The same intrigue, as we have seen over the years, affected the development of the new city of Abuja, which was to be a milestone development and a world-class city to behold. If Abuja continues with the present level of development, the city will become a big slum in next twenty years. The architects of the city of Abuja engaged with the services of one of the best consultants to develop what was to become the best capital city to follow the movement that was made from Rio to Brassila in Brazil and from Sidney to Cambria in Australia. These countries made their moves just before us and were visited by consultants mainly to learn from their mistakes because you don’t make such a monumental move without running into crisis. But what I have seen over the development in the last twenty years, mistakes upon mistakes have been made because at a stage the master plan was abandoned.

I was one of the first people that worked in the capital city when it was no city. I had to operate from Suleja, about an hour drive to the city of Abuja because there was not even a place to stay in Abuja. Few years into the building of the new capital city, the sharing of positions, sharing of land, and sharing of the cake made nonsense of what was intended, and the master plan was no longer adhered to. I was part of a team that established a soil database for the whole territory, thereby any building of a major infrastructure must refer to the database before designing the foundation of such a structure.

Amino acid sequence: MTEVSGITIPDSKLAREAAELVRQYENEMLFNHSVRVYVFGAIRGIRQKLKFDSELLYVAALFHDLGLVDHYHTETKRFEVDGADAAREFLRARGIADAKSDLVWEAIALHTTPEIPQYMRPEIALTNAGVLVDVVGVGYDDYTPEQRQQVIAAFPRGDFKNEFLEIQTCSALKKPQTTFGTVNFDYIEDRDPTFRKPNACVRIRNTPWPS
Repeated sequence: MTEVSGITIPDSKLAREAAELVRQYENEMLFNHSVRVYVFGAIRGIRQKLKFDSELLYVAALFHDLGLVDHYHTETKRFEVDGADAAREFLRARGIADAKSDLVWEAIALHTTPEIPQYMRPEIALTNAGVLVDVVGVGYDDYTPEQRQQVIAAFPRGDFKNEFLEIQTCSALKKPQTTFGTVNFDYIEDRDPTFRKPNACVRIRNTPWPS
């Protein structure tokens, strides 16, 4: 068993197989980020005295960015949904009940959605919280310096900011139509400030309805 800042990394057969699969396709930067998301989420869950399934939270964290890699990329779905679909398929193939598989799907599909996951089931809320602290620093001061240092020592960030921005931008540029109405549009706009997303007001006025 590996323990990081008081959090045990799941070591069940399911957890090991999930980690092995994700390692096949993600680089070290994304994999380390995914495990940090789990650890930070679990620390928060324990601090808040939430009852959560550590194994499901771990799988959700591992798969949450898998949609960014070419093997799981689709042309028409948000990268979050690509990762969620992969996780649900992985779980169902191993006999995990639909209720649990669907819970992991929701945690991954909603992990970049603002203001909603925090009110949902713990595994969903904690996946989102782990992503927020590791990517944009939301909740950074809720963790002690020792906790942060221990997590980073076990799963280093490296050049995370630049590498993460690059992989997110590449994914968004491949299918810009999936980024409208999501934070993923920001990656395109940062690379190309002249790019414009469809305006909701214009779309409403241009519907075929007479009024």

For me then, the building of a new city from scratch was to showcase the immense human resources that were put together, drawing Nigerians from every part of the world, from ministries, and professional bodies. Not too long ago, I was shocked to know that the authorities did not know about the soil database. In all my activism, as some may see me, especially since turning eighty, I only not stated the problems as I saw them, backed by facts, I also proffered solutions to the issues that have fallen our nation.